The accusation that world opinion is against you is not an offer to discuss and debate the proposition. It is a rhetorical device used to shut you up; to prevent discussion; to make you submit to the abstraction that the world will not tolerate certain kinds of hunting although no facts are provided to support the accusation. Thus, saying the world will not tolerate a Cecil-type hunt or the black rhino hunt created under the auspices of the Dallas Safari Club, as examples, weaponizes the phrase. It transforms the concept of world opinion into a tool for attacking. I make it clear that the person at APHA did not have that intent. He was expressing what others would likely suggest.
What Can We Do?
First, we must reject any notion that the world will be reasonable or will be informed when it comes to certain types of hunting. Such thinking is delusional. Segments of the world have their own agendas. Many factors influence what the world seems to tolerate regarding hunting, among them cowardice, a perverse ideology, greed, corruption, narcissism, moral smugness and condescension toward indigenous populations. Ethical hunting and prudent responsible game management are, regrettably, not the most powerful factors that influence what the world appears to tolerate. Here is my key point: any tendency of our hunting communities to conform to and appease this abstraction of what the world will tolerate will lead to hunting’s destruction.
Second, we must develop the skill to analyze the ethical and factual content of the accusatory rhetoric—what is world opinion? How do you identify it? —and use that analysis to refute the accusation.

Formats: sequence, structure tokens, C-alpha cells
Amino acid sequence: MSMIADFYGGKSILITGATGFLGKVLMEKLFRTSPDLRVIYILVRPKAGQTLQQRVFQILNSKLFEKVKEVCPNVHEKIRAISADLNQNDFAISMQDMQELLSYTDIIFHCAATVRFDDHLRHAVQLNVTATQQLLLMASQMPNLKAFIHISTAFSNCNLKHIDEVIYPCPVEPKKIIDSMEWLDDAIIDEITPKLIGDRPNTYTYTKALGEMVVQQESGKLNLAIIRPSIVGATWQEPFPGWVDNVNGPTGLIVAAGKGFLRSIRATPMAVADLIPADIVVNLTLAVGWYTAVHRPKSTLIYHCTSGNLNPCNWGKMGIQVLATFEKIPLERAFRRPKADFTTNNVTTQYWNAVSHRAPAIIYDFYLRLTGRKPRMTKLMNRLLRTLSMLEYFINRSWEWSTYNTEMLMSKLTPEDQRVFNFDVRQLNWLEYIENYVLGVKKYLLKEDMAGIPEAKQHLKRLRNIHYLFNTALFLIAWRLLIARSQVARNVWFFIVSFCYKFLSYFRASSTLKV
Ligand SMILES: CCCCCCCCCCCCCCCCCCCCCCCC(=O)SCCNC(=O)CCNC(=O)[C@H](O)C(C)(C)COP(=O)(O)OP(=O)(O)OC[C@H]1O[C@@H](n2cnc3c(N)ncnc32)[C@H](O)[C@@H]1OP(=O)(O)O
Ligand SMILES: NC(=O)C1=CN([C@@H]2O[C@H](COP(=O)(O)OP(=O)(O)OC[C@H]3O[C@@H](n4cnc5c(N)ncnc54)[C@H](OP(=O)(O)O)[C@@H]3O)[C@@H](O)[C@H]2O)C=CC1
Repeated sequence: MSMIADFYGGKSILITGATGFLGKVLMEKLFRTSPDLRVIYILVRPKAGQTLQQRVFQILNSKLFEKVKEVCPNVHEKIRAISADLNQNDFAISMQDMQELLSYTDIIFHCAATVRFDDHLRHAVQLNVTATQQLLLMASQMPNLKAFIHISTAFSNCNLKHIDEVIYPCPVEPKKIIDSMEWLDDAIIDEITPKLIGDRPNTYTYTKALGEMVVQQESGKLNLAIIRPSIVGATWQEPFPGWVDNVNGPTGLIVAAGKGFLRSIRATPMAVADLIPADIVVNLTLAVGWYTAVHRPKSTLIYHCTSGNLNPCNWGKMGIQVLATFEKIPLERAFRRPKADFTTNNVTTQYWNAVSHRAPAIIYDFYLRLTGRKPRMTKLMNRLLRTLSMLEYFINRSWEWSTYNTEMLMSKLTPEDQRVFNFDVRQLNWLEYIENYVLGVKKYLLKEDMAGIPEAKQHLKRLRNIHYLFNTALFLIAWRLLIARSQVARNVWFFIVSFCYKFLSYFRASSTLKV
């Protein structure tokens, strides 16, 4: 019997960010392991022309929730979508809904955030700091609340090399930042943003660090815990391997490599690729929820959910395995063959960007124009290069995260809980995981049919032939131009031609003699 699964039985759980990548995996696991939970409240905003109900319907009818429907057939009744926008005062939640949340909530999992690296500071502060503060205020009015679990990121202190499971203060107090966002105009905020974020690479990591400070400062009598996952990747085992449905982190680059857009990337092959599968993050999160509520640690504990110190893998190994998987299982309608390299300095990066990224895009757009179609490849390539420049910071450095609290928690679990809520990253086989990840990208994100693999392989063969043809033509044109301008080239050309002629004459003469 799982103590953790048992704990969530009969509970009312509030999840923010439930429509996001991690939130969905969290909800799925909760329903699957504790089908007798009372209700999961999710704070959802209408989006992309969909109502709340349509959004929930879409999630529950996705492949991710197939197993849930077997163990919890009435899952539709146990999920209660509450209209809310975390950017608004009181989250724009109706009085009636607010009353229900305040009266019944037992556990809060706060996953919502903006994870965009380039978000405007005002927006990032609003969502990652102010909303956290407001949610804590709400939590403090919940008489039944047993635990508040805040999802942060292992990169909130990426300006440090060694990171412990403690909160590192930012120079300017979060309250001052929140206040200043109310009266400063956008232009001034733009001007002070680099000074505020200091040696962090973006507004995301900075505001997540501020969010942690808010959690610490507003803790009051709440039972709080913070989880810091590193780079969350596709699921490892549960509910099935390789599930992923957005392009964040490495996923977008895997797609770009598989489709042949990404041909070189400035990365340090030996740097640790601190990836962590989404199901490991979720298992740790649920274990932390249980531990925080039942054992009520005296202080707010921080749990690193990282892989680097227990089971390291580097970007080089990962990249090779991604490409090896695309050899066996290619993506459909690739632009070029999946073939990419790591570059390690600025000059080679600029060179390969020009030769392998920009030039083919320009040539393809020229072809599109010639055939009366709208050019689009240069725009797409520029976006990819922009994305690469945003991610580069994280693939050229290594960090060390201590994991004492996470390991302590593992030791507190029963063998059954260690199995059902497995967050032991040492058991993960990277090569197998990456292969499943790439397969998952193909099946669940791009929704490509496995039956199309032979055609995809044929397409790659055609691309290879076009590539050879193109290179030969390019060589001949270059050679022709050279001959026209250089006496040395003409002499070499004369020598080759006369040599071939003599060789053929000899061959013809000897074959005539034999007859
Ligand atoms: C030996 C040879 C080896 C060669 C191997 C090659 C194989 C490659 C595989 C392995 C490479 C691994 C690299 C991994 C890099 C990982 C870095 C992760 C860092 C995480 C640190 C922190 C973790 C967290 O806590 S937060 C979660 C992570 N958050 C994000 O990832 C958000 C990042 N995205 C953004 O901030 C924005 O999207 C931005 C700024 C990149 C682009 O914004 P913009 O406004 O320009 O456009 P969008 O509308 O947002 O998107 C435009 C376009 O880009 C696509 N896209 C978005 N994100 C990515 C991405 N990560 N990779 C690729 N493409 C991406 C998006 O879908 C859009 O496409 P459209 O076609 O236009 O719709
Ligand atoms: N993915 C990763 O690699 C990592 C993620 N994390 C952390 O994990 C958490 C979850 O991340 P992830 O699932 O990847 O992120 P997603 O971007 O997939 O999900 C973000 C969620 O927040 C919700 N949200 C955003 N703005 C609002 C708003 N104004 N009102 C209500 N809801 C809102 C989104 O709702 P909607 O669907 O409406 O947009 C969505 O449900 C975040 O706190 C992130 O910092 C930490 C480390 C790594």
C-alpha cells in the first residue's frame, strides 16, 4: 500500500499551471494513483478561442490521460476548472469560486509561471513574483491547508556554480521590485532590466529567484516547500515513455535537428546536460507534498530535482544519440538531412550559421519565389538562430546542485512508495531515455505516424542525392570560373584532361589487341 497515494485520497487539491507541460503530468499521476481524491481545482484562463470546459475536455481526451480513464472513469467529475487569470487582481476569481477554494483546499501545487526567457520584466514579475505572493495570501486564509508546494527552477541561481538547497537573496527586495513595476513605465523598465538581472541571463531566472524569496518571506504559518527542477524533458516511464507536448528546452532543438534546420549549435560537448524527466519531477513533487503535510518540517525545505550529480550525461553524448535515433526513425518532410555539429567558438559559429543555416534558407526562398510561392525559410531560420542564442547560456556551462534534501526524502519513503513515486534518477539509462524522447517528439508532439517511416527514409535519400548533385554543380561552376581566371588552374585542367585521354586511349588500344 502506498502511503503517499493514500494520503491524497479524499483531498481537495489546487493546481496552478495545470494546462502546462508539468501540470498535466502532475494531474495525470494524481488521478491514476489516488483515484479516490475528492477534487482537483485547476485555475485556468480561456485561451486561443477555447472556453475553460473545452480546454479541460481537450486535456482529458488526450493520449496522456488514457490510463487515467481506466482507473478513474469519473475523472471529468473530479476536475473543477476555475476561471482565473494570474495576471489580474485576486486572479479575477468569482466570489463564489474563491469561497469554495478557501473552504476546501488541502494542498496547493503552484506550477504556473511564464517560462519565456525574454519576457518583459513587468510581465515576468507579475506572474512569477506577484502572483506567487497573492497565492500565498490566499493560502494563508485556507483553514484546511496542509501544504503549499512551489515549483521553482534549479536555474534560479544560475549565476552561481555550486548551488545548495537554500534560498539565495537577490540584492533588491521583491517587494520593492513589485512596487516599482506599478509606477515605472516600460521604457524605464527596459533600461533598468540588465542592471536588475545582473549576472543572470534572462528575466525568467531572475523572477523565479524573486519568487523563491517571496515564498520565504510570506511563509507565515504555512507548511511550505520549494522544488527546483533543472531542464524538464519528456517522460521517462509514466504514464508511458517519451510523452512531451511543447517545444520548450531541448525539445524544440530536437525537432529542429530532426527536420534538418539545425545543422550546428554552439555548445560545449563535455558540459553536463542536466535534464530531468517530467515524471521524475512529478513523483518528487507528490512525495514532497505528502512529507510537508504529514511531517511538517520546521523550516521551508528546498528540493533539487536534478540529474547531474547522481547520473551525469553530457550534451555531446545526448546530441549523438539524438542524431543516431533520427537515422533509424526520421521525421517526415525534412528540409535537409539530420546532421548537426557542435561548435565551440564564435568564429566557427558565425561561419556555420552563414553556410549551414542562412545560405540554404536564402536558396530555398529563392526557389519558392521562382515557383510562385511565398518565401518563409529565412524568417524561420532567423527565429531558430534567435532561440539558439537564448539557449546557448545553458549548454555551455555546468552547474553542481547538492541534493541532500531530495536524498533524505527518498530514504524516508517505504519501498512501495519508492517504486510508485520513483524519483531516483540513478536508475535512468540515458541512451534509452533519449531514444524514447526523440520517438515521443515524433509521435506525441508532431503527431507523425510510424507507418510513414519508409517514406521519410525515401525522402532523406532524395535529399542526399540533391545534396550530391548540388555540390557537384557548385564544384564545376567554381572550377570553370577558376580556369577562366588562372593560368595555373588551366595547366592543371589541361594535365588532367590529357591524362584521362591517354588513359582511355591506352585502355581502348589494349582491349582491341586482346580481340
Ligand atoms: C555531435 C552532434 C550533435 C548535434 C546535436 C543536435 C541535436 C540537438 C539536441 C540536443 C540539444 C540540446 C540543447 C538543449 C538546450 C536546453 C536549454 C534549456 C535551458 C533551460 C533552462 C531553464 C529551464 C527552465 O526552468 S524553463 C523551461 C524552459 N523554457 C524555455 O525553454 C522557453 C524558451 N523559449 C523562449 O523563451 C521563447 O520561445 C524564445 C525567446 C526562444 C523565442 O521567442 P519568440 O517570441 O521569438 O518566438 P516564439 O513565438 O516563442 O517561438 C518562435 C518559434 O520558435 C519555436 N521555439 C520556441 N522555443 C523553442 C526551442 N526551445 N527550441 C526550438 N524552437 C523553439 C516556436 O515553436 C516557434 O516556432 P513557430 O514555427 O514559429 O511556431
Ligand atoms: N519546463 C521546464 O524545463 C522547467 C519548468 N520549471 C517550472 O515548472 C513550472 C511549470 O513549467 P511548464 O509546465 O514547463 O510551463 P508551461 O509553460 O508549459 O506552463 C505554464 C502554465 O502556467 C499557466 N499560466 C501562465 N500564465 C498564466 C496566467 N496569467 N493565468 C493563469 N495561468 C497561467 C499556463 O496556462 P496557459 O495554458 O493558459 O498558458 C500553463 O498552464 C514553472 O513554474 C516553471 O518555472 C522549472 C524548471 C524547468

Third, it is vital that we fight back; that the hunting community not allow the aggressive anti-hunters to frame the issue as us against the world and thereby enable it to capture the moral high ground. Hunters have the moral high ground.
Fourth, we must, at least, we should, grasp the reality that we are in the persuasion business as much as we are hunters and advocates for hunting. We must understand that truth is meaningless unless someone is persuaded that truth has meaning. We must understand that facts do not advance themselves. Arguments do not compel on their own. We must, therefor, persuade.
Finally, we must persuade the vast majority that the values and actions of the hunter, including hunting Cecil, is, in fact, in harmony with their opinions. We can do so because it is true.
Michael Sabbeth is a lawyer and writer in Denver, Colorado. See his book The Good, The Bad & The Difference: How to Talk with Children About Values. Available at Amazon.com http://tinyurl.com/c5flmmu Now available as a Kindle EBook.